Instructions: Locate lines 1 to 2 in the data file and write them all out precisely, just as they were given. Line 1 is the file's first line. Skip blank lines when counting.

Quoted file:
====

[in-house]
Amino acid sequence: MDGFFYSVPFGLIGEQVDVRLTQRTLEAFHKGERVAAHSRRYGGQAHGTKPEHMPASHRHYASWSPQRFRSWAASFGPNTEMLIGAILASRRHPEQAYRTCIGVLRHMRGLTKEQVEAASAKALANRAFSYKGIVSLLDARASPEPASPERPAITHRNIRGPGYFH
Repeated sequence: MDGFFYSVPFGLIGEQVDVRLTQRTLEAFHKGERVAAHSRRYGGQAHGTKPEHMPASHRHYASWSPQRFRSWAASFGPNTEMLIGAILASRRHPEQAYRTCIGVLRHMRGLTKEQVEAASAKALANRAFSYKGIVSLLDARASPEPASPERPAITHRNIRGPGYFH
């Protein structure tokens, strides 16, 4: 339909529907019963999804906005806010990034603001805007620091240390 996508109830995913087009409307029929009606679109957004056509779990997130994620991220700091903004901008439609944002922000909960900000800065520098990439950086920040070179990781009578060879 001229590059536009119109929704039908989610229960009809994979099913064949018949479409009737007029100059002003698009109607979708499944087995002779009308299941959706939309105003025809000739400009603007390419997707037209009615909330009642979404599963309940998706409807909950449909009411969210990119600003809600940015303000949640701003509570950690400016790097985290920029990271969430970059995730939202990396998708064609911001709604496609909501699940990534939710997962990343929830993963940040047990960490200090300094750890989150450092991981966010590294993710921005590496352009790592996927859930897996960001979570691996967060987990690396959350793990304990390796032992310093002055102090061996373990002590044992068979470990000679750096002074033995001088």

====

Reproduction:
[in-house]
Amino acid sequence: MDGFFYSVPFGLIGEQVDVRLTQRTLEAFHKGERVAAHSRRYGGQAHGTKPEHMPASHRHYASWSPQRFRSWAASFGPNTEMLIGAILASRRHPEQAYRTCIGVLRHMRGLTKEQVEAASAKALANRAFSYKGIVSLLDARASPEPASPERPAITHRNIRGPGYFH